Catfish are a fairly diverse group of fish, familar to aquarium keepers and fans of fried food. They vary in size from the over two meter long Giant Mekong Catfish (Pangasius gigas; a record 646 pound specimen is above) to a finger-length parasitic species, the candiru (Vandellia cirrhosa, see below). Thanks to a reminder by Tara (and ultimately, PZ), it’s the candiru that I want to write about today.
The candiru (as Fishbase notes) “[e]nters the gill cavity of larger fish to suck blood … Forces itself under the gill cover of host fish to enter gill chamber during ventilation of the latter. Bites mostly at the ventral or dorsal aorta arteries, and the blood is pumped into its gut by the host’s blood pressure. It does not need any special sucking or pumping mechanism to quickly engorge itself with blood, but simply uses its needle-like teeth to make an incision in an artery.”
Fair enough – the fish enters the host through the gill chamber and latches on for a meal – nothing terribly horrible or worrying here, particularly as this is a relatively quick process – the “[t]ime required to engorge itself with blood and leave host’s gill chamber ranges from 30 to 145 seconds.” However, as Fishbase also note, the species is known “to enter the urethra of humans urinating under water; presumably it mistakes the urea for water exhausted from gills.”
My problem is not with what the candiru does, after all it’s just doing what natural selection molded it to do, and it certainly didn’t evolve to parasitize humans. No, my problem is the legend that seem to have grown up around the wee beastie. Take, for example, the website that Tara and PZ mention which presents the fish as an active seeker of human victims:
The Candiru, you see, has a nose for urine. When it gets hungry, it sniffs the current of its stream or river for a urine trail, then follows the trail upstream to the source: someone pissing into the water … You may have heard a simpler version, in which the Candiru swims right up the Urethra, right up somebody’s penis. That would actually be less horrible than the real method. Instead of wriggling right up the urethra and lodging there, the Candiru wriggles up the victim’s anus, then gnaws its way into the urinary tract.
Or this version:
However the reason that the Candiru is most feared by humans is because it is the only vertebrate known to parasitize humans! The fish is said to be addicted to the taste and smell of human urine. Candirus parasitize humans, when they are skinny-dipping while urinating in the water. The candiru tastes the urine stream and follows it back to the human. It then swims up the anus and lodges itself somewhere in the urinary tract with its spines. Blood is drawn, and the candiru gorges itself on the blood and body tissue, its body sometimes expanding due to the amount of blood consumed.
Once inside it would eat away the mucous membranes and tissues until hemorrhage would kill it or the host. It was also said that even if one caught the fish by the tail, once in the urethra it could not be pulled out because it would spread itself like an umbrella. The Candiru can attack both men and women. Penectomy is generally preferred to the misery and pain associated with leaving the fish in the urethra.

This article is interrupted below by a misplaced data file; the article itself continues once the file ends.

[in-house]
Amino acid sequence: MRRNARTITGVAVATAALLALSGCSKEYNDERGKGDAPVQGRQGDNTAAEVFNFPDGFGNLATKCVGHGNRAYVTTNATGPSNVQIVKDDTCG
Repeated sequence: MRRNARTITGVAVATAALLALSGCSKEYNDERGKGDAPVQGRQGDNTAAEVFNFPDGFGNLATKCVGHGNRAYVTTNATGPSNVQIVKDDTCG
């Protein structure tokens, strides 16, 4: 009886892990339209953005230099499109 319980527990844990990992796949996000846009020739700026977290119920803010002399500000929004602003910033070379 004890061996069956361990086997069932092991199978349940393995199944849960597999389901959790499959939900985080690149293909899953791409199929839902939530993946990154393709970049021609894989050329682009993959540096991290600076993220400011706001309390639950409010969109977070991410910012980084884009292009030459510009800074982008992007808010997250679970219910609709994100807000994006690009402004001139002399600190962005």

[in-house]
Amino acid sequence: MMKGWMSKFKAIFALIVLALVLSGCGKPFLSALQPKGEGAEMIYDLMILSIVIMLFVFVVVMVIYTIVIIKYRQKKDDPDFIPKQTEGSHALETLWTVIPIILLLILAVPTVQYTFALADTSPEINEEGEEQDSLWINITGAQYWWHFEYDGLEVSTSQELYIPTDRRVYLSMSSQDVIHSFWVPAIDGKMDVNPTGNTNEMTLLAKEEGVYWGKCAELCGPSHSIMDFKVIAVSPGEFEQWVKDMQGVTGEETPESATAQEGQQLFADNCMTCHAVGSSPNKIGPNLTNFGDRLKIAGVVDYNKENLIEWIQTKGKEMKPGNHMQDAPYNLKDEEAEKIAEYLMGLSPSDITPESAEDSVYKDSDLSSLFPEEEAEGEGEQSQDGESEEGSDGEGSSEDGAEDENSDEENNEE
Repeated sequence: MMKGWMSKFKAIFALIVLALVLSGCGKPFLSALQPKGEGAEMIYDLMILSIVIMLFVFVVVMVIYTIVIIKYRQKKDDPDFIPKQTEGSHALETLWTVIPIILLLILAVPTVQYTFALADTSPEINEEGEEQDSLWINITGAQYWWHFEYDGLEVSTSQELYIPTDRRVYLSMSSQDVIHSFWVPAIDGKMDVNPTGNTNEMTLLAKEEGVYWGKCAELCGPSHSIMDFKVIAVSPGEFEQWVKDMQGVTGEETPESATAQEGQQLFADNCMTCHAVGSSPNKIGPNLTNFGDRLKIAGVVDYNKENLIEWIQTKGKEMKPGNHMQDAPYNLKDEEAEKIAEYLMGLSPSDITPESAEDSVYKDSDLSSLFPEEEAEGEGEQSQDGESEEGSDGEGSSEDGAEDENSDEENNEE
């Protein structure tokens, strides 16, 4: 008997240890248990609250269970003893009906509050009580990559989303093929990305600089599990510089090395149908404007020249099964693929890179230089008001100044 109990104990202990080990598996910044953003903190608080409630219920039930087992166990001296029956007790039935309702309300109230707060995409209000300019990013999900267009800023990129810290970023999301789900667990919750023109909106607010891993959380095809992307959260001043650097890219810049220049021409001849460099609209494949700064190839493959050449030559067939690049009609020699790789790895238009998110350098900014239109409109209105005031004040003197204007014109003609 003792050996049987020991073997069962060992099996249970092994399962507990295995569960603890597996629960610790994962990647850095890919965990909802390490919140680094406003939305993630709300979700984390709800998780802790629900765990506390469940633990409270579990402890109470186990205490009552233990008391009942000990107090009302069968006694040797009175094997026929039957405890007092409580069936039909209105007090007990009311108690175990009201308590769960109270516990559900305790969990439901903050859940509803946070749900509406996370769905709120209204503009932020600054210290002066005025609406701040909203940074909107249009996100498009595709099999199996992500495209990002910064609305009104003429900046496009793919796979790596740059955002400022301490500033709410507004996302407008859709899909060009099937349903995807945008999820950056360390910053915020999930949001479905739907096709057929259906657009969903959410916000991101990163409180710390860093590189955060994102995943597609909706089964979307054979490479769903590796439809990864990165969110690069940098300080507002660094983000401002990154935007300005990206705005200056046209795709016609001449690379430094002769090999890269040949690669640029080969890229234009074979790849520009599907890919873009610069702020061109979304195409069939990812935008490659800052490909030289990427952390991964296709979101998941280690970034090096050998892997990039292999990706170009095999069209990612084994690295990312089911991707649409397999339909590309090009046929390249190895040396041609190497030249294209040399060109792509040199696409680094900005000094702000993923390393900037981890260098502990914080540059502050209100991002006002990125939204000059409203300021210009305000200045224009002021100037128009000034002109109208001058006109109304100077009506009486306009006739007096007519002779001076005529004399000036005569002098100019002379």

Horrific stuff … but perhaps a tad hyperbolic when you consider that recent investigations “could find no candiru allegedly removed from a human urogenital or rectal orifice preserved in a reputable museum, hospital, or academy for scientific identification” and that there has been only one confirmed candiru “attack” on humans (in 1997)(source). Indeed, that incident did not involve any entry through the anus:
A candiru had entered the urethral canal through the penis, made its way through, [and being blocked by the sphincter separating the penile urethra from the bulbar urethra] taken a hard lateral turn and bitten into the spongy tissue [corpus spongiosum] of the scrotum.
Nasty stuff indeed. Of note is that, if the fish was blocked by the sphincter in the urethra, it would more than likely not be able to penetrate the anal sphincter, move into the rectum, and burrow in to the urinary tract.
In the candiru we see a species wonderfully adapted for what it does. What we don’t see – by all the available evidence – is a species that regularly feeds on humans. As David Hume said in On Miracles, “[a] wise man, therefore, proportions his belief to the evidence.” A wise man, it appears, has little to fear from this particular catfish.
On to more metaphysical matters. Let us allow the legends to be true. Is one justified in claiming that
[t]he Candiru is so exaggeratedly awful that it would be wasted as evidence against the idea of a benevolent God. It works better as evidence for Schopenhauer‘s version of the natural world against Darwin’s. … This, after all, is not just another beastie doing its best to get by in a tough old world. It’s too gratuitously awful for that. It’s proof of a bad world, made by a giggling psycho who was proud of his work.
No, it’s not. Candiru is not “gratuitously awful” and mapping moral ideas onto an amoral natural world (though tempting) is flawed. The only thing it is evidence for is the power of evolutionary mechanisms to shape organismal diversity.